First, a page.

- The Washington Times - Wednesday, November 23, 2011

Moody’s Investors Service said Wednesday that the congressional supercommittee’s failure to come up with a deficit-reduction plan won’t trigger a downgrade of its AAA rating of U.S. credit.

But the rating agency said in a statement that its current “negative outlook” on the U.S. rating will continue “given the need over time for further deficit reduction to reverse the country’s upward debt trajectory.”

Moody’s announcement came after another major credit rating agency, Standard & Poor’s, said Monday that inaction by the deficit panel wouldn’t affect its AA+ rating.

S&P said it based its decision not to downgrade because of $1.2 trillion in automatic spending cuts to defense and domestic programs scheduled to begin in January 2013 — cuts to be triggered because of the supercommittee’s failure.

Many Capitol Hill lawmakers — particularly Republicans who worry the automatic “sequester” cuts to the Pentagon will compromise national security — have vowed to alter or undo the cuts.

“As every military and civilian defense official has stated, these cuts represent a threat to the national security interests of the United States and cannot be allowed to occur,” Republican Sens. John McCain of Arizona and Lindsey Graham of South Carolina said in a joint statement Monday.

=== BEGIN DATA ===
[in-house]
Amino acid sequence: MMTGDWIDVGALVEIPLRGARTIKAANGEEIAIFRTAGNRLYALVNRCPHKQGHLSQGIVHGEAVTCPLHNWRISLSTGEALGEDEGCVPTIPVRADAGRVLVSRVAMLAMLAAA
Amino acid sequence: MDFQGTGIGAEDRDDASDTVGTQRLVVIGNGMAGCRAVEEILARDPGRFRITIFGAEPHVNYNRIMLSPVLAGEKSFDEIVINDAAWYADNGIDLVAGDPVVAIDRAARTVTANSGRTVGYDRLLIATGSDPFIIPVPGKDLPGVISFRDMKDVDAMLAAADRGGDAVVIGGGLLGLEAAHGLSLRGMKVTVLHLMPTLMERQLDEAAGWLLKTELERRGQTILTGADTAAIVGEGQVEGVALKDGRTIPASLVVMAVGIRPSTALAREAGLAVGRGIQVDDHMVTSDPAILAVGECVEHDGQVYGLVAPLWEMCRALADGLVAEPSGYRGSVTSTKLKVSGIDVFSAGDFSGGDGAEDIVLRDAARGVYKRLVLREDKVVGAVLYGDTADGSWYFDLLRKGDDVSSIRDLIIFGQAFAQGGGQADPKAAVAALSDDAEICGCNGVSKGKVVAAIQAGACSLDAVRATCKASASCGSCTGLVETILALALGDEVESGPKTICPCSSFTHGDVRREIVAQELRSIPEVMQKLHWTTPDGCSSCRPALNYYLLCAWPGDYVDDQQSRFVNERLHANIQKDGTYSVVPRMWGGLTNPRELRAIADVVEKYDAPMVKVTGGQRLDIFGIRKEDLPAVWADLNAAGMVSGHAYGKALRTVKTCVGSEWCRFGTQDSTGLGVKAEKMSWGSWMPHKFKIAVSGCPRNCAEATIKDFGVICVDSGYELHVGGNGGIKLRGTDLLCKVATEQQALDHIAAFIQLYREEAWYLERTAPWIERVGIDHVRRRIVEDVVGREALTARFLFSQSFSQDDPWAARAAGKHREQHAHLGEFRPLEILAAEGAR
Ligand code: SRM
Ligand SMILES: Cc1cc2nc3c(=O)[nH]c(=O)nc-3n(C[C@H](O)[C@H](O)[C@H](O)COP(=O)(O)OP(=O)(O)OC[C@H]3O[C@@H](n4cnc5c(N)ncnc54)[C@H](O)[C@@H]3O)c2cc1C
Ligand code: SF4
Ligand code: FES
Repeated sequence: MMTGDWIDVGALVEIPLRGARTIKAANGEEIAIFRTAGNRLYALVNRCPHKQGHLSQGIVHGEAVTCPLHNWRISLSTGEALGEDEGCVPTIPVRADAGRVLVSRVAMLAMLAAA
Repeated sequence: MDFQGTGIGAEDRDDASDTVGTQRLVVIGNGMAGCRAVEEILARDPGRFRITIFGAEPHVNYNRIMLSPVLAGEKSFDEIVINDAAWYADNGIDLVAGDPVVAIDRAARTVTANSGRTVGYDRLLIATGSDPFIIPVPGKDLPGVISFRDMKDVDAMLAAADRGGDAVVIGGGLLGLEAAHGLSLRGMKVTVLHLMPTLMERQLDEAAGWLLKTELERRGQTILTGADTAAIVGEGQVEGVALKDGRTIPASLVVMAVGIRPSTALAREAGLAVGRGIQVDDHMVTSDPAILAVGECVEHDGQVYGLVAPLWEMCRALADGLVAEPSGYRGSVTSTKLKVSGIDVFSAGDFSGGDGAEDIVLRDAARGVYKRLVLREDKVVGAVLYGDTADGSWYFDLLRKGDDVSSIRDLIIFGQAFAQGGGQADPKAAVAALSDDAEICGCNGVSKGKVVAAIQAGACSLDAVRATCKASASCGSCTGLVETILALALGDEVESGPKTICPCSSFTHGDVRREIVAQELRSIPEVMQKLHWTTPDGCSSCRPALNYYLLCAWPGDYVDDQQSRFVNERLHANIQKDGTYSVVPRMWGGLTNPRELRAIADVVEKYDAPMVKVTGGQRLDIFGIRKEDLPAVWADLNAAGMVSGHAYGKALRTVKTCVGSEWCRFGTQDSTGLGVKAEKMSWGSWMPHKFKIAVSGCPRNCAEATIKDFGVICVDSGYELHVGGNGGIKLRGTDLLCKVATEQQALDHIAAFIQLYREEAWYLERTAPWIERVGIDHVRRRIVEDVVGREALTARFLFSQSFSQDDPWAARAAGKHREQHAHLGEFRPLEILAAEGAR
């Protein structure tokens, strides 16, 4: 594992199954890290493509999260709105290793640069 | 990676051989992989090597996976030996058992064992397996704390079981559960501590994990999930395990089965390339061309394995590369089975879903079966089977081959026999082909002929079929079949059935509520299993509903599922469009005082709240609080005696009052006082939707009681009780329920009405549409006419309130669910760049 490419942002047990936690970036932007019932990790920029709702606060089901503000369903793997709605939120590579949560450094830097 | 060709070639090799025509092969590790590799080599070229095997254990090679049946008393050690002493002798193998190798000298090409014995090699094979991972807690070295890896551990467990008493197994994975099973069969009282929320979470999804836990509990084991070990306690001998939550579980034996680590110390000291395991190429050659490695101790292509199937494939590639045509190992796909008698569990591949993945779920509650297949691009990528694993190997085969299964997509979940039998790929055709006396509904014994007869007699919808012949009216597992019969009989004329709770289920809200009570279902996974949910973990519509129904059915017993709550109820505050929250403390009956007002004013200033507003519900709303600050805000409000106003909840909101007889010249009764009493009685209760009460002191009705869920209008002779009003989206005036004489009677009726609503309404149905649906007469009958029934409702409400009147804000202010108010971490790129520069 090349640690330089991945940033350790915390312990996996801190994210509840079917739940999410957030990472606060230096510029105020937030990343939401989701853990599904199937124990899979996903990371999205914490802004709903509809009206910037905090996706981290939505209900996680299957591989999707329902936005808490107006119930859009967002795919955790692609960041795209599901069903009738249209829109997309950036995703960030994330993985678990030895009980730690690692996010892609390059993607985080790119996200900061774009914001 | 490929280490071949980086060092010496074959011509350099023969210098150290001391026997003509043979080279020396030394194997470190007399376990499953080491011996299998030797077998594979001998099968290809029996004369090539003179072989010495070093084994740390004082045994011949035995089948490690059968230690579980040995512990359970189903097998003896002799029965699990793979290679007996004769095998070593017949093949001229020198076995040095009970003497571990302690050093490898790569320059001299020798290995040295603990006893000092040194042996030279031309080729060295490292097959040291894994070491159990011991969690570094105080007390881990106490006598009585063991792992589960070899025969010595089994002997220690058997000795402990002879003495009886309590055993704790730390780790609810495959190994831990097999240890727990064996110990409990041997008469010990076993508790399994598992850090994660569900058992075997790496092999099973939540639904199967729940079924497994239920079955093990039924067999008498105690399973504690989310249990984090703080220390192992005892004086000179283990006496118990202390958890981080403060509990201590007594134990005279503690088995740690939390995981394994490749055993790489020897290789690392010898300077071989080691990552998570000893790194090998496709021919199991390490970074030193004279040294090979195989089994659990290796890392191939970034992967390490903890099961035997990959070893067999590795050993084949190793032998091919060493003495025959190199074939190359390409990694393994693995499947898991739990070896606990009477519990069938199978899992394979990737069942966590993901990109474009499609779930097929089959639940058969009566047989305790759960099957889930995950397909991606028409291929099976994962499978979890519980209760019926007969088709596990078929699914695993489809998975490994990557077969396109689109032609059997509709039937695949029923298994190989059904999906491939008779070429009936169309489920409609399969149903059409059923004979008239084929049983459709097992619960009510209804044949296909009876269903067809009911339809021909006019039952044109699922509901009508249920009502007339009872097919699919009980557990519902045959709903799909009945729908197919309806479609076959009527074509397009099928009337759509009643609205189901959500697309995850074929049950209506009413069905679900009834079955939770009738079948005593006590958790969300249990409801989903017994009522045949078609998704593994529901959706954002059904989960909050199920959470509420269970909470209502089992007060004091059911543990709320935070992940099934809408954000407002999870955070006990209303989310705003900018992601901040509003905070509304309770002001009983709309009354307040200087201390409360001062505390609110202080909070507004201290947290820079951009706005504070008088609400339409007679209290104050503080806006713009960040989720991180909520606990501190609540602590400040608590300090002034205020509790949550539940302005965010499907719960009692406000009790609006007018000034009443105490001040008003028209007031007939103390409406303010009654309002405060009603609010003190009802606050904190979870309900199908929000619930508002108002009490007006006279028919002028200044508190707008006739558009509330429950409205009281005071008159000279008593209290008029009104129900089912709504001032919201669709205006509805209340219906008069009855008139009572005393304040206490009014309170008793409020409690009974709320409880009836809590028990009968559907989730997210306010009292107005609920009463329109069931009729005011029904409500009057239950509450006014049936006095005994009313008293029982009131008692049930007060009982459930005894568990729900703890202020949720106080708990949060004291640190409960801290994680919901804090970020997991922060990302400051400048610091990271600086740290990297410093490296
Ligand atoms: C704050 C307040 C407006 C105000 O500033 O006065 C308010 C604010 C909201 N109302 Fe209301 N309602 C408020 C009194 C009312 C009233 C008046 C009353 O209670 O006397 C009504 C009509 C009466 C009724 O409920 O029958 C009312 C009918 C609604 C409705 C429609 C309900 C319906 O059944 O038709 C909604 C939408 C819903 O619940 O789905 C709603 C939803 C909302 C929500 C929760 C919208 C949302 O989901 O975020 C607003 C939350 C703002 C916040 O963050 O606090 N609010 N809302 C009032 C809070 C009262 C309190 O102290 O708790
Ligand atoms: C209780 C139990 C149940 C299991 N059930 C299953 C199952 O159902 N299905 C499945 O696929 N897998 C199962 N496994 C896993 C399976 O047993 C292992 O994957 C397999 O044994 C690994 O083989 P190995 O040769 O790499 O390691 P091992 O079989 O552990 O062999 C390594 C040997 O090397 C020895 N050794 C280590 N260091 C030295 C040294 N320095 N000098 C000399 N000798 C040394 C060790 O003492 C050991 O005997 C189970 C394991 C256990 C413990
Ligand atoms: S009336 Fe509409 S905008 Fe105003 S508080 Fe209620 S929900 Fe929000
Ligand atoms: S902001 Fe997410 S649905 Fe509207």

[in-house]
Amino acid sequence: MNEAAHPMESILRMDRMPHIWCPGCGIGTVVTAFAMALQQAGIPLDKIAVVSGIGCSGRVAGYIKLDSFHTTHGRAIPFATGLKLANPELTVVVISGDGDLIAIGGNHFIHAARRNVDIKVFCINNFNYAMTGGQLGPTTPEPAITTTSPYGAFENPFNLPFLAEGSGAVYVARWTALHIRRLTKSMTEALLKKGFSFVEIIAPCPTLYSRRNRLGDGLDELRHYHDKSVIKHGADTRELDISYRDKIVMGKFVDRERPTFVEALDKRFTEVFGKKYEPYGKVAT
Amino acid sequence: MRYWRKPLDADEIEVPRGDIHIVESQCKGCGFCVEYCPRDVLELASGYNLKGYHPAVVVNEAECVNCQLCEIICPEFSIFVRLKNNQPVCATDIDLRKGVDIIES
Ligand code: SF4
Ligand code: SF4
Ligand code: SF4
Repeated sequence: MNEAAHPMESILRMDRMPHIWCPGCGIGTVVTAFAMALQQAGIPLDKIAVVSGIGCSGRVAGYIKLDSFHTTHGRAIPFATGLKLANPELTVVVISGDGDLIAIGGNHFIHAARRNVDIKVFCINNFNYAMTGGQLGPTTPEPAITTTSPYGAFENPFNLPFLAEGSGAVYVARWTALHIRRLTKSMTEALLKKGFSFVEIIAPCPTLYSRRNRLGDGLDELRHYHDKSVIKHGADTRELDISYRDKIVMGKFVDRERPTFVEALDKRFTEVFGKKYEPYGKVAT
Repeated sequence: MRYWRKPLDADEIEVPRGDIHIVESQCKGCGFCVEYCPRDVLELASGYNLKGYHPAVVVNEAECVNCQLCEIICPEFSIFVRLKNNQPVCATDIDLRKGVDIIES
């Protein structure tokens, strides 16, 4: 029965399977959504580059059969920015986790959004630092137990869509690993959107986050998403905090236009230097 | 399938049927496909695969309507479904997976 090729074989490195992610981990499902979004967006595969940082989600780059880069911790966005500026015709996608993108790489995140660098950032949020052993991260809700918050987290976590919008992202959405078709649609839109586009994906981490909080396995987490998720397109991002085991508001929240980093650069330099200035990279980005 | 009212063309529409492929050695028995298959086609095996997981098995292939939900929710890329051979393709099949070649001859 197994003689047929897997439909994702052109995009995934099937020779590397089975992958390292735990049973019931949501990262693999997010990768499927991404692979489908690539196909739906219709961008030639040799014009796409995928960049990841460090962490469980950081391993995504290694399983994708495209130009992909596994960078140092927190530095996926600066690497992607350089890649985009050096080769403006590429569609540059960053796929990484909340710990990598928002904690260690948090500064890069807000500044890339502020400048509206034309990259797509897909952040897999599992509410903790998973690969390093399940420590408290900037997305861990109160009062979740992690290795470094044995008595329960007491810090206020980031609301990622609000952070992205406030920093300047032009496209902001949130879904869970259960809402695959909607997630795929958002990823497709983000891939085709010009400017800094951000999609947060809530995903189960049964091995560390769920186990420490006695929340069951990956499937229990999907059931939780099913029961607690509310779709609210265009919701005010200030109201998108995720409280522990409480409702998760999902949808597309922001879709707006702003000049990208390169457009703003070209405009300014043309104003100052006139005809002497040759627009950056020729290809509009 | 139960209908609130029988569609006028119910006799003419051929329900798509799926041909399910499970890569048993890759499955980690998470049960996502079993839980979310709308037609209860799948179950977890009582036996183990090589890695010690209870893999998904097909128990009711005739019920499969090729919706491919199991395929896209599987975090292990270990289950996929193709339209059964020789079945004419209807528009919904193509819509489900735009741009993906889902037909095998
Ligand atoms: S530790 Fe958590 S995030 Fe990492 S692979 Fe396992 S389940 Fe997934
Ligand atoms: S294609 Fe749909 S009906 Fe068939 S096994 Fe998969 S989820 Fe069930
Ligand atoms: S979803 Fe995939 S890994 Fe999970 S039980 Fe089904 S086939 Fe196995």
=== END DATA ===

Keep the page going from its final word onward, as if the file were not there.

The pair said they are working on a plan to “minimize the impact” of the sequester on the Pentagon.

“The first responsibility of any government is to provide for the common defense; we will pursue all options to make certain that we continue to fulfill that solemn commitment,” the two senators said.

The movement to undo the sequester hasn’t gained traction with party leaders in the House and Senate.

“While I am disappointed, the House will forge ahead with the commitments we have made to reducing government spending,” House Speaker John A. Boehner, Ohio Republican, said Monday. “Doing otherwise is not an option.”

President Obama also has vowed to veto any bill that turns off the automatic cuts unless lawmakers find at least that much in other tax increases or different spending cuts.

Moody’s said that while a change in the composition of the automatic cuts wouldn’t be a major rating consideration, a reduction in the $1.2 trillion total amount would increase the federal debt and “could have negative rating implications.”

Standard & Poor’s also said that if the dollar amount of the automatic cuts is lowered, “downward pressure on the ratings could build.”

Standard & Poor’s in August dropped the U.S. credit rating from AAA to AA+, questioning the ability of leaders in Washington to seriously deal with the nation’s debt crisis.



Click to Read More

Click to Hide